Finally, the day ended with our Keynote Speech. I know that in a lot of conferences you begin with the Keynote but it seemed to me necessary to reward the folks who had stayed the whole day. Plus, you can kind of guarantee folks staying that way. The speech was to be delivered by the illustrious YA author Maureen Johnson. Deciding on her was a no-brainer. I’d seen her give a talk at a Book Expo blogger con a few years ago (a con that maddeningly kept referring to itself as “the first” book blogger convention, consarn it). She was witty, urbane, and it was clear as crystal that she’d fit the bill. So I hired her and Penguin, her publisher, went above and beyond the call of duty sending every attendee a paperback edition of The Name of the Star. Wow!
I stole that photo from Maureen’s Twitter feed. This one too. She tweeted that these were her notes for her program:
You understand now why I tapped her to be my speaker, yes?
Before she went on, Maureen pulled me aside. She had a crazy notion. What if her keynote was less podium talky talk and more of a conversation? Say, with fellow YA author Robin Wasserman whom she had called half an hour ago and was on her way? Suits me. Part of the reason I like KidLitCon so much is that we’re an infinitely flexible group. You want to do a conversation with a kind of devil’s advocate of a friend on a stage? Dude, go for it. So it was that Ms. Wasserman and Ms. Johnson took some seats and discussed not just blogging and reviewing but the publishing industry itself. There was a lot of backing and forthing with the audience as well. Sadly, I had to keep her time limited, and even then I gave her an extra 15 minutes when I saw how well it was going.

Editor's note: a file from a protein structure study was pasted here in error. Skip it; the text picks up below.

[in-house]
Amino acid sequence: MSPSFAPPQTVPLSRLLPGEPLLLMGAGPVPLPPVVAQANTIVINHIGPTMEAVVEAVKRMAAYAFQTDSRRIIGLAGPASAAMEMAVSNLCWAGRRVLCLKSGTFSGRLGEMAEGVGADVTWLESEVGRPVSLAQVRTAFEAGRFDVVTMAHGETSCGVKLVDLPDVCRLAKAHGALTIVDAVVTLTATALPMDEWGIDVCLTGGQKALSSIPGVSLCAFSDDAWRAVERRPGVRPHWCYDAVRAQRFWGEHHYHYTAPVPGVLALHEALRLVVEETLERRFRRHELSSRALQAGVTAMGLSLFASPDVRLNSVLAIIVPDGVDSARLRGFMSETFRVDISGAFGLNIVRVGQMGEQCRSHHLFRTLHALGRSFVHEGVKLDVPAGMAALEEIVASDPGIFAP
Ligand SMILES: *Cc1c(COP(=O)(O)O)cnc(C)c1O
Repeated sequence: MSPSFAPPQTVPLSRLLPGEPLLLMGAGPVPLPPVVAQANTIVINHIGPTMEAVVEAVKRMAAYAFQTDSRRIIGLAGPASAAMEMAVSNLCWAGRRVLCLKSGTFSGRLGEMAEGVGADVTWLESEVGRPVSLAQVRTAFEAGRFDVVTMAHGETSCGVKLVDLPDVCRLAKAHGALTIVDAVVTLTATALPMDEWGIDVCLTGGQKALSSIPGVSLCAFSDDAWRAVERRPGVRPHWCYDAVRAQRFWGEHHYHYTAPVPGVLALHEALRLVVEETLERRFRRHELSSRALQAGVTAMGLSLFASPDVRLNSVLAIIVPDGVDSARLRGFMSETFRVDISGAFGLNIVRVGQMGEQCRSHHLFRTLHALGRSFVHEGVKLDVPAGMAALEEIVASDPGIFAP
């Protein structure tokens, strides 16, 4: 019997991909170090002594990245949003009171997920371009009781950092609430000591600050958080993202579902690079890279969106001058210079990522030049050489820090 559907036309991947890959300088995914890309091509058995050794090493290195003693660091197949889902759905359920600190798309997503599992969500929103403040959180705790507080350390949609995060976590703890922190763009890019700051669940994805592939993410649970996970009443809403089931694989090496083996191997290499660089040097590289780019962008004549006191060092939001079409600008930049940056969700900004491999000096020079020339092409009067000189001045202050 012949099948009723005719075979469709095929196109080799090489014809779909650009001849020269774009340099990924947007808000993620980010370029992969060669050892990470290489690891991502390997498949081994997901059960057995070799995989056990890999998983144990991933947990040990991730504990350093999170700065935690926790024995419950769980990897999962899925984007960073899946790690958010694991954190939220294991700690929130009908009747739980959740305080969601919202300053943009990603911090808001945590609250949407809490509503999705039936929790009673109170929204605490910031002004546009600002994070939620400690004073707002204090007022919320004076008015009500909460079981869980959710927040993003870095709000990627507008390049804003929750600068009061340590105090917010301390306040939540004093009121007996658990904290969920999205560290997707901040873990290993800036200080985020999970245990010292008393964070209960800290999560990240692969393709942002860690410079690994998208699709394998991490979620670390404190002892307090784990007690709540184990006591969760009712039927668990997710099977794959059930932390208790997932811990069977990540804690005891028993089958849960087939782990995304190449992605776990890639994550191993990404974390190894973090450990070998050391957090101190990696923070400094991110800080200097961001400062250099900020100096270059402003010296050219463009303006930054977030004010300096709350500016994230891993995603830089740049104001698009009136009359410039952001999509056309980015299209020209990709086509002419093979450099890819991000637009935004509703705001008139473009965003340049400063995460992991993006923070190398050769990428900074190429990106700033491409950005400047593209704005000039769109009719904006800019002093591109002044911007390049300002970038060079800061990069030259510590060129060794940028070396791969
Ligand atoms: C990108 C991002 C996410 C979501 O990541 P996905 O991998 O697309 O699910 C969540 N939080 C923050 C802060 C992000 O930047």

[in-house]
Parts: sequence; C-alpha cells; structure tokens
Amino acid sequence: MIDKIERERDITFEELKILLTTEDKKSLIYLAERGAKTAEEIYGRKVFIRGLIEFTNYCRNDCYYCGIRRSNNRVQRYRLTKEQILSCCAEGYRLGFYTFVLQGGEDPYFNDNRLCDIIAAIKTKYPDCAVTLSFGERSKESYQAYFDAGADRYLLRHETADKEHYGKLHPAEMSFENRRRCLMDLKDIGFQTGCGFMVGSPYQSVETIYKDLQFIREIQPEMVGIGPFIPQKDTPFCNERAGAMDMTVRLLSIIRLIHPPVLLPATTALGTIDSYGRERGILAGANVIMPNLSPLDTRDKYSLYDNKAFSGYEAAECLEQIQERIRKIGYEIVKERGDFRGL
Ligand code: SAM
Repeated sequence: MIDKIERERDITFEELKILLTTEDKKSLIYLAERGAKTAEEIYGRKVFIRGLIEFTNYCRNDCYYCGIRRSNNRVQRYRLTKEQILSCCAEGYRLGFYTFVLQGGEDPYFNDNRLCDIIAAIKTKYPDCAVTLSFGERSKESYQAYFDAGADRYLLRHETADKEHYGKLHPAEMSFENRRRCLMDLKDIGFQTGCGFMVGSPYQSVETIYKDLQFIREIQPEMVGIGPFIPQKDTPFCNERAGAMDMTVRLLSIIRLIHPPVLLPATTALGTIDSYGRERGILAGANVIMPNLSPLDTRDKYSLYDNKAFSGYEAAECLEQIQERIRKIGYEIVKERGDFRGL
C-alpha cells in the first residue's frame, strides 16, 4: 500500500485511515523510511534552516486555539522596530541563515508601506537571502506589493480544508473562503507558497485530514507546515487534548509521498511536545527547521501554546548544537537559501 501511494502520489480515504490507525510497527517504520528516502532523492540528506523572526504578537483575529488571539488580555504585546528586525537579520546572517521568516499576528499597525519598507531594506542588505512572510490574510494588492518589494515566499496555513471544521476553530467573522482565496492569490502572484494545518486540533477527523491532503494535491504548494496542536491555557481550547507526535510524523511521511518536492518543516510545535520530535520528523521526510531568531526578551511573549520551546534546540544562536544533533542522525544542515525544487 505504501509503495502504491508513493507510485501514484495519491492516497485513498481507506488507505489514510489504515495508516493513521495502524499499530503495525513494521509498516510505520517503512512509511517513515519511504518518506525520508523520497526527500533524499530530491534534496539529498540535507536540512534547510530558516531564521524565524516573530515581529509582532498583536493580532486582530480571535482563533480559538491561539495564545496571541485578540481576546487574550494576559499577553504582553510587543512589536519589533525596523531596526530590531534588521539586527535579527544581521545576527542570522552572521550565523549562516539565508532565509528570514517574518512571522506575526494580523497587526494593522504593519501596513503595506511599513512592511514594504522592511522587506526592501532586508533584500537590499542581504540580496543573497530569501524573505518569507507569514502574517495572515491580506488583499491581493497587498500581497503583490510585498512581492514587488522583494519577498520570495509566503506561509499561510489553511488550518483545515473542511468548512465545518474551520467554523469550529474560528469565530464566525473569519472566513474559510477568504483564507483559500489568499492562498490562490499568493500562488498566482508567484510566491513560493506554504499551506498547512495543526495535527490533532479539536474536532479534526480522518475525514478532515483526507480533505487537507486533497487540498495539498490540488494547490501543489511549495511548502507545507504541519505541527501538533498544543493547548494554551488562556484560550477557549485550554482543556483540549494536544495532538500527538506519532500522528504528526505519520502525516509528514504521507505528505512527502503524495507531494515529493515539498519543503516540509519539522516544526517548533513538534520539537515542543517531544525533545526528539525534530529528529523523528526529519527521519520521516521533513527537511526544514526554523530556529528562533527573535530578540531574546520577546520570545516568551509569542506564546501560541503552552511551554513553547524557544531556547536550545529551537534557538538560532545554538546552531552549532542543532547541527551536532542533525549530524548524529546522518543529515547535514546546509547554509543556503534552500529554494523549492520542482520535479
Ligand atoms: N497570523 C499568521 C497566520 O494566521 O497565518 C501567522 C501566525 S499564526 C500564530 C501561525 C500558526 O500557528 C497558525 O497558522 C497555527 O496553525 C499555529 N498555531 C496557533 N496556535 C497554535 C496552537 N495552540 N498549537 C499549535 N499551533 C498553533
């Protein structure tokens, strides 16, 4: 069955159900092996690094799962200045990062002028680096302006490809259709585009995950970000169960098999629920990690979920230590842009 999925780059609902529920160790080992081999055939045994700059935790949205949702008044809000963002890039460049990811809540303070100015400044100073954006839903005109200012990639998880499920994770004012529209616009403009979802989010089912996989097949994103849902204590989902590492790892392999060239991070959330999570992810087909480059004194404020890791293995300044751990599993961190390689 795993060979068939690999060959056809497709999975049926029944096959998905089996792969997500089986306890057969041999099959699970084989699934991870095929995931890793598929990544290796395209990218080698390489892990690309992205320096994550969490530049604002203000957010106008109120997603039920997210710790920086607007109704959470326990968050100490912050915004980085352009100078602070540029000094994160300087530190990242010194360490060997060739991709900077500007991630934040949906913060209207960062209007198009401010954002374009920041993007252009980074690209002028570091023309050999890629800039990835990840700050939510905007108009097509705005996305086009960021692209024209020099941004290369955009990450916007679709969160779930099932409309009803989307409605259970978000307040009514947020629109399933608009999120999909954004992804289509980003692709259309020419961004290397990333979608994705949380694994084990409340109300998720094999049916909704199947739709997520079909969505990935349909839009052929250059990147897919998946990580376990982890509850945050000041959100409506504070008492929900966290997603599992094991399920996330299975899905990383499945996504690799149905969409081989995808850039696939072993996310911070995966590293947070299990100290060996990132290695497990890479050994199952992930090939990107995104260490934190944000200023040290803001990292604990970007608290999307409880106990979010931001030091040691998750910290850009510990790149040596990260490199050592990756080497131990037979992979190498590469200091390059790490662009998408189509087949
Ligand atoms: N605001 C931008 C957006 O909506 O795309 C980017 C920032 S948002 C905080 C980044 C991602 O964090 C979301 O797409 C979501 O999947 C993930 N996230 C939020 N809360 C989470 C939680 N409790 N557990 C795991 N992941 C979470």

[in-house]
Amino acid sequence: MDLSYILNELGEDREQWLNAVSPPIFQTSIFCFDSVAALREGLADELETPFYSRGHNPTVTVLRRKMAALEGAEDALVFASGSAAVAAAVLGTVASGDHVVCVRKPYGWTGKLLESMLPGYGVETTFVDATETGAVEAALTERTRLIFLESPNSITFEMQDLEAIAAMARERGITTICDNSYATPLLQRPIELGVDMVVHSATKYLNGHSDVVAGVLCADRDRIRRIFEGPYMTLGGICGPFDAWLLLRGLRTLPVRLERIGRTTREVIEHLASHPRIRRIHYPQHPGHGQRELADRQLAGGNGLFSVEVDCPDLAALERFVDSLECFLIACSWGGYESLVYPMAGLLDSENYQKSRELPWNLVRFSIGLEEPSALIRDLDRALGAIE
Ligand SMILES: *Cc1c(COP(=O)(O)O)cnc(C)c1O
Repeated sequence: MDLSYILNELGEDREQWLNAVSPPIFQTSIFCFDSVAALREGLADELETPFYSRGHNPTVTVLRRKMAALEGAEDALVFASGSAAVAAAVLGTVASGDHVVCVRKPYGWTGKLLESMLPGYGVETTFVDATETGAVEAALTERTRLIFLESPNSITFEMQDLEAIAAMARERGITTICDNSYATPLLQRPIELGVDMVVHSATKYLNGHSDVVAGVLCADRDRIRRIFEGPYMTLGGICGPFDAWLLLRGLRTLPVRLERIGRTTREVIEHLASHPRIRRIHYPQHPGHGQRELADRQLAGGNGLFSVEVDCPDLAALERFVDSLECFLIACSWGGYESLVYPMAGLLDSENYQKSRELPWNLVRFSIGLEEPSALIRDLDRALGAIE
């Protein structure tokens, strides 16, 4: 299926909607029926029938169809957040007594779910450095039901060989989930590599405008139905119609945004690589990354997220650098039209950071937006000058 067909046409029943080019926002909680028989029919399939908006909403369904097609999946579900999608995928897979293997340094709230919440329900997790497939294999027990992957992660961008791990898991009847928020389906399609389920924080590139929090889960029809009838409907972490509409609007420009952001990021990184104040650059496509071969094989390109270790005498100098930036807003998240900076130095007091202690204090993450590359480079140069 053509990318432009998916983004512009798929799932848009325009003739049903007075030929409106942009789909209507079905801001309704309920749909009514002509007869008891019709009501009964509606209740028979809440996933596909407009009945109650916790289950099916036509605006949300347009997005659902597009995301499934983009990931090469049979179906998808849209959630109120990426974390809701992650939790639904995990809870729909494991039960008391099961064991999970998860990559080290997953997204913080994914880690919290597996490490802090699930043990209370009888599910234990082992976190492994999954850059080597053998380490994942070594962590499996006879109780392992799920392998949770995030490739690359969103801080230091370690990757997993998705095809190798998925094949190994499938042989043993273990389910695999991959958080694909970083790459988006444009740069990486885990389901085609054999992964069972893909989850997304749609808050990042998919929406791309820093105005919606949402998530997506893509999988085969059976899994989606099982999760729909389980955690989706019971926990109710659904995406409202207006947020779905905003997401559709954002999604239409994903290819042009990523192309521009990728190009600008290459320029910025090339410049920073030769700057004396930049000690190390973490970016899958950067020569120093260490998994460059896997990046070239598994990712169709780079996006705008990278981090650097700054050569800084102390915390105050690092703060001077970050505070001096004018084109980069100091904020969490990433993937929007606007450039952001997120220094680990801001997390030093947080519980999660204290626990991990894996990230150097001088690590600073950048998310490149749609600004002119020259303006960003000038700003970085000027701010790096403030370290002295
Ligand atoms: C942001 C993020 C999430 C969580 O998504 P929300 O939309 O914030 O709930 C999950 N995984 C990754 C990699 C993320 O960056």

Due to the fact that when the library closes it CLOSES, we had our final remarks, I told everyone where to find KidLit Drink Night afterwards (one of my favorite locations for the event, The Houndstooth) and that was that!
Once I have gathered my thoughts and my brain cells into one spot, I will update the Kidlitosphere Central page to reflect all the attendees and their blogs (I’ve already started). If you blogged about the day send me the link and I’ll add it to the page.
Big thanks to everyone who attended, everyone who helped, and just everyone in general.
Tweets about the conference are available here.
You can read Greg Holch’s recap of KidLit Drink Night afterwards here.